JustAdopt is a non-profit to raise awareness about the devastating circumstances of the world’s 150-200 million unparented children, and to promote adoption — both domestic and international — as an important solution for these kids. I lay out the tragedies, challenges, and possibilities as I see them. The tragedy lies in the millions of children who live without the care and protection of parents, and the high percentage of suicide, mental illness, crime and prostitution that plagues them . The challenges lie in overcoming the domestic and international policies that actively deny children the families they need. And the possibilities — for reform that will lead to families for children — lie in education and action. This website lays out my perspective and provides links to help you understand the situation and find ways to take action.
I am a rabbi and live with my husband, Yosef, and our five children in Jerusalem. Two of our kids are adopted. I knew I wanted to adopt when I was still a kid. It was so obvious in my mind that I never discussed it with Yosef — it was simply the plan. “Should we adopt before we have biological kids?” I asked. Or, “Maybe we should just adopt. It’s silly to make new kids when there are so many already here who need us.” My great fortune was that he happily went along with it. In any case, real conversations were unnecessary because Yosef and I are both instinctive in the way we make decisions. We have never once made a pro and con list.
The summer before our wedding, in 1992, I brought Yosef to a meeting of prospective adoptive parents sponsored by Washington, DC, social services. The paperwork we got that night stayed in my backpack for years, through the births of our two older daughters (turns out that the night of the meeting I was pregnant, I just didn’t know it yet). I kept the papers way past their expiration dates, way past the years we lived in D.C.. They were like an identity card. Not of my name and address, but of something more real, more essentially me.
One Chanuka when the girls were five and three, we sang songs in the light of the candles, and it felt like there was so much joy and love that our family of four couldn’t contain it all. (Note: it was a MOMENT, much unlike the day-to-day Get In The Car NOW, Where Are Your Shoes, and Is That Glue You’re Pouring on Her Head?) “It’s time,” I said to Yosef. Within a year I brought nine-month-old Adar home from Ethiopia. And, as impulsively as we’d done everything else, when Adar was four Ashira was born and then, when she was two, four-year-old Zamir joined us from Ethiopia. Our family was, finally, complete.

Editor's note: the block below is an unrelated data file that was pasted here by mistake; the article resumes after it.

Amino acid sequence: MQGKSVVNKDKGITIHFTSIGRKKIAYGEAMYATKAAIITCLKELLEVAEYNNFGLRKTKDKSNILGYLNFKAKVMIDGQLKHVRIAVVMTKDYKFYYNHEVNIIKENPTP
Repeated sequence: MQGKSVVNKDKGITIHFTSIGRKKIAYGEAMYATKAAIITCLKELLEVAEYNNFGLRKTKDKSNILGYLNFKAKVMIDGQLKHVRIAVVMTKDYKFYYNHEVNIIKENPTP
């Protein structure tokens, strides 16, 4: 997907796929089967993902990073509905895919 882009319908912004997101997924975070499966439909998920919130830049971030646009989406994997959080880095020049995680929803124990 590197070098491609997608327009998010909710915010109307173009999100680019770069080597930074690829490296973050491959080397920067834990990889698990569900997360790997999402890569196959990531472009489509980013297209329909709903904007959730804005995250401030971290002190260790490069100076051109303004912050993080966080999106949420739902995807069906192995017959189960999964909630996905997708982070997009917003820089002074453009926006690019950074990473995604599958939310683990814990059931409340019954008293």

Because of adoption, all five of our children understand that they are part of a big, complicated world. That they are complicit in it and meant to take responsibility for it. In the words of our rabbis, Lo alecha ha’mlacha ligmor, v’lo at a ben chorin l’hibatel mimena — It’s not upon you to complete the task of repairing the world, but neither are you free to desist from it.
Despite the obvious Jewy-ness of, well, me, this is a website for everyone. Being Jewish offers the metaphors and ideas with which I shape my life. But I have no need to loop you into my meshugas. If you are Jewish, and especially a rabbi, great — I have some extra resources to offer you. But the bottom line is not God or religion, it’s the well-being of the most vulnerable people on the planet — children without parents to raise and love and nurture them.
And now — chutzpah! — here I am encouraging you to do one or more of the following things:
Adopt. At least think about it. Children need parents. And you can be that person who brings love into a child’s life, allows her to become fully human, safe and sound, in a FAMILY. If you are already a parent of birth kids, look at it this way: you’re already driving carpool, making lunches, doing rounds of lullabies and good night stories — you can add another kid to the mix without changing the structure of your life. You don’t run half a dishwasher, do you? You can continue more or less as you are, while literally saving a child’s life. It will mean a world of wonderful difference to your new child. And to you. And to your other kids.
Really, what’s one more?
Learn. Educate yourself on the reality of children without parents in the US and internationally. The problem is huge, children are suffering immensely, and the people meant to protect the children are, too often, sacrificing them on the altars of political and social principles.
Act. Hold the US government and international forces accountable for the immense suffering of children and demand change. Educate the people in your communities about the realities of unparented children.
In this website I have laid out the basics of the above, with links to the adoption agencies and activist organizations doing the real work. I have also tempted you with the stories of adoptive families, starting with our own.
Join my family, and millions of others, on this beautiful journey. For this rabbi, raising my children taught me more about God than any holy text, holiday, or ritual ever could.
I look forward to hearing from you.